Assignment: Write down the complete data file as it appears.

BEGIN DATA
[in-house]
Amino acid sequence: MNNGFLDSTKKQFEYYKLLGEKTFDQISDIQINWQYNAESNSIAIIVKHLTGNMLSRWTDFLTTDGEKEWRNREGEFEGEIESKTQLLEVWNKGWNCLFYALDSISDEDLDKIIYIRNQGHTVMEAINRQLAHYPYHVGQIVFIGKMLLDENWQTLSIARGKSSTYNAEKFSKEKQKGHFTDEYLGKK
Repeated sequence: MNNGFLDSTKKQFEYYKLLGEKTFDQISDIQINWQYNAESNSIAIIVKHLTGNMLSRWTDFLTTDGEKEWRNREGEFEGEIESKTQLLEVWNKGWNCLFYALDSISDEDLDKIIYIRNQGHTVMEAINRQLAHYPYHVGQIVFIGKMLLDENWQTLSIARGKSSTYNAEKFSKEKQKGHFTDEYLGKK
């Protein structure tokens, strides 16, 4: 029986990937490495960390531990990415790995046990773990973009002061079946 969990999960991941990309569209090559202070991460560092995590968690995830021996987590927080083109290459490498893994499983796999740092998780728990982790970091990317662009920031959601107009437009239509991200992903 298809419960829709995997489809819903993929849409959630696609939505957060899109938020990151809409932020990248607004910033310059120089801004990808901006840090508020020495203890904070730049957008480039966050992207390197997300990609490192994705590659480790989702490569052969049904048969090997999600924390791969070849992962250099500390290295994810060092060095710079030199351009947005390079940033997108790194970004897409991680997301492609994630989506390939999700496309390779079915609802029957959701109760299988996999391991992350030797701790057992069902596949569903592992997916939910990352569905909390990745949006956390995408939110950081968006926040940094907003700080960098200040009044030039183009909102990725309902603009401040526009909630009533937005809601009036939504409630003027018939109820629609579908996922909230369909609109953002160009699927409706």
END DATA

[in-house]
Amino acid sequence: MNNGFLDSTKKQFEYYKLLGEKTFDQISDIQINWQYNAESNSIAIIVKHLTGNMLSRWTDFLTTDGEKEWRNREGEFEGEIESKTQLLEVWNKGWNCLFYALDSISDEDLDKIIYIRNQGHTVMEAINRQLAHYPYHVGQIVFIGKMLLDENWQTLSIARGKSSTYNAEKFSKEKQKGHFTDEYLGKK
Repeated sequence: MNNGFLDSTKKQFEYYKLLGEKTFDQISDIQINWQYNAESNSIAIIVKHLTGNMLSRWTDFLTTDGEKEWRNREGEFEGEIESKTQLLEVWNKGWNCLFYALDSISDEDLDKIIYIRNQGHTVMEAINRQLAHYPYHVGQIVFIGKMLLDENWQTLSIARGKSSTYNAEKFSKEKQKGHFTDEYLGKK
């Protein structure tokens, strides 16, 4: 029986990937490495960390531990990415790995046990773990973009002061079946 969990999960991941990309569209090559202070991460560092995590968690995830021996987590927080083109290459490498893994499983796999740092998780728990982790970091990317662009920031959601107009437009239509991200992903 298809419960829709995997489809819903993929849409959630696609939505957060899109938020990151809409932020990248607004910033310059120089801004990808901006840090508020020495203890904070730049957008480039966050992207390197997300990609490192994705590659480790989702490569052969049904048969090997999600924390791969070849992962250099500390290295994810060092060095710079030199351009947005390079940033997108790194970004897409991680997301492609994630989506390939999700496309390779079915609802029957959701109760299988996999391991992350030797701790057992069902596949569903592992997916939910990352569905909390990745949006956390995408939110950081968006926040940094907003700080960098200040009044030039183009909102990725309902603009401040526009909630009533937005809601009036939504409630003027018939109820629609579908996922909230369909609109953002160009699927409706």